Delighted and honored to feature a guest post from Glenn Laniewski of autismplusLandE. The L and E stand for “learning” and “employment” and Glenn’s blog offers “resources, adaptations, and solutions to maximize learning and employment for individuals with Autism.” For more information about Glenn and his experience and expertise, click here[This site appears to be no longer live – I will update again if it comes back up]


The focus of my blog, autismplusLandE, is on learning and employment for adults and transition age (16+) teens with autism.  In speaking with Autism Mom, we came up with the idea of sharing ideas that would help parents of pre-teen children in preparing for the road ahead. 

As someone who has both personal and professional experience working with parents of children with autism, the last thing that I want to do is to provide a bunch of suggestions that will just take up more of your limited time when you may already be spread thin trying to keep up with today’s challenges.  So with that in mind, I’d like to share some suggestions.

Keep a calendar by your nightstand

Get one of those ringed week-at-a-glance two pages to a week calendars that’s about the size of a paperback book and keep it by your nightstand.  Before you go to bed each night, take two minutes and jot down the answers to three questions.

One:  What’s one thing that went well today?

Examples: Your son brushed his teeth without assistance; he made it through the drive to his appointment without hitting; he said “Thank you” after receiving a gift from his aunt.  Don’t worry about deciding on the best example, just write the first thing that comes to mind.

Two:  What’s one thing that still needs improvement?

Examples: Toileting; listening when in a bad mood; waiting her turn. 

Three:  What’s one thing you’re grateful for?

Examples: Your family, the smile of your child, the home you live in.

It is incredibly easy to lose sight of the gains your child has made, and the calendar can provide a quick way to review the gains when you or your partner become discouraged.  It also can provide visibility to challenges that need to be worked on but that could be forgotten in a few days if not written down.  And finally, review of the calendar can provide perspective of all the good things in your life when things are at their hardest.

Start volunteering now

I created a free ebooklet on this subject, but the main point is that volunteering provides an opportunity to practice work skills such as showing up on time, taking direction from new people, persistence and stamina, doing work that may not be liked, and working in a new environment that’s different from the safety of home and school.  As many parents of high school children can attest, developing a strong work ethic is much easier with a pre-teen than when they become a high school teenager and start to resist authority and assert their independence.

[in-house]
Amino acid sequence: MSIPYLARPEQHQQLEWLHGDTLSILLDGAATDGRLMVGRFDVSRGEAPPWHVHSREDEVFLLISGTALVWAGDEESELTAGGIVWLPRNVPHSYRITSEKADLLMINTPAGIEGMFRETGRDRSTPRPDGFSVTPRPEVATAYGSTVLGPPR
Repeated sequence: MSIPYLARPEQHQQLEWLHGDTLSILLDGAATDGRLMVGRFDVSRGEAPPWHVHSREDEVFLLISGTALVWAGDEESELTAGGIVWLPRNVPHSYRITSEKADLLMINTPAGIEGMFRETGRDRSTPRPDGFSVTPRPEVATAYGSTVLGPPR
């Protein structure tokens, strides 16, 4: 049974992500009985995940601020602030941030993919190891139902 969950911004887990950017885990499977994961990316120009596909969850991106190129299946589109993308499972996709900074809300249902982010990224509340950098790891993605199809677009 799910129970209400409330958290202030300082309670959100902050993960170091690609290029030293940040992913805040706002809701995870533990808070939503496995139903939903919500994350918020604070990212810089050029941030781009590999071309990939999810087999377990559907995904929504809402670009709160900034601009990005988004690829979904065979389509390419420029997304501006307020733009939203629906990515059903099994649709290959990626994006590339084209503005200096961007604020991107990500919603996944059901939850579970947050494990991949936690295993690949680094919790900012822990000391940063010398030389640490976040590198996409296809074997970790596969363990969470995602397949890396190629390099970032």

The second reason for starting volunteering now is that when your child graduates from high school at 18 or 19 or 20 or 21, you may find that maintaining their government benefits is of primary importance; and that to maintain those benefits your adult child is often restricted to working less than full time hours.  Having the additional work outlet of volunteering for your adult child can help fill the void in a meaningful way, as well as provide respite hours for parents and family.

Think about the employment opportunities where you currently live

Where you currently live may provide the best educational supports for your child, but it may not be the best place to live when your child becomes an adult:

To get care for their daughter, they had to leave St. Louis County

Some things to consider.

If driving themselves to work is not going to be an option for your child when they become an adult, are there businesses within walking distance of your home or is there easy access to public transportation? 

Will it make more sense when your child is an adult to (a) pay for a taxi or to have a parent take off from work to provide transportation or (b) move to where work is more easily accessible by walking or public transportation. 

I share these ideas not to overwhelm you but rather to provide food for thought so that when a viable option becomes available—an aunt moves into the city and could have your child stay with them during the week—you are well-poised to take advantage of it.

What skills may your child need to walk to a job or take public transportation?  A few skills come to mind:

·       Following directions

·       Reading signs

·       Asking for help

·       Crossing the street only at the light

·       Paying for public transportation

·       Telling time

·       Showing up to work on time

·       Knowing what time to start work and when to leave

·       Knowing how to call home on a cellphone

All of these are skills that you or your child’s support professionals may already be working on, which means that you are already helping to prepare them for their vocational future.

Glenn post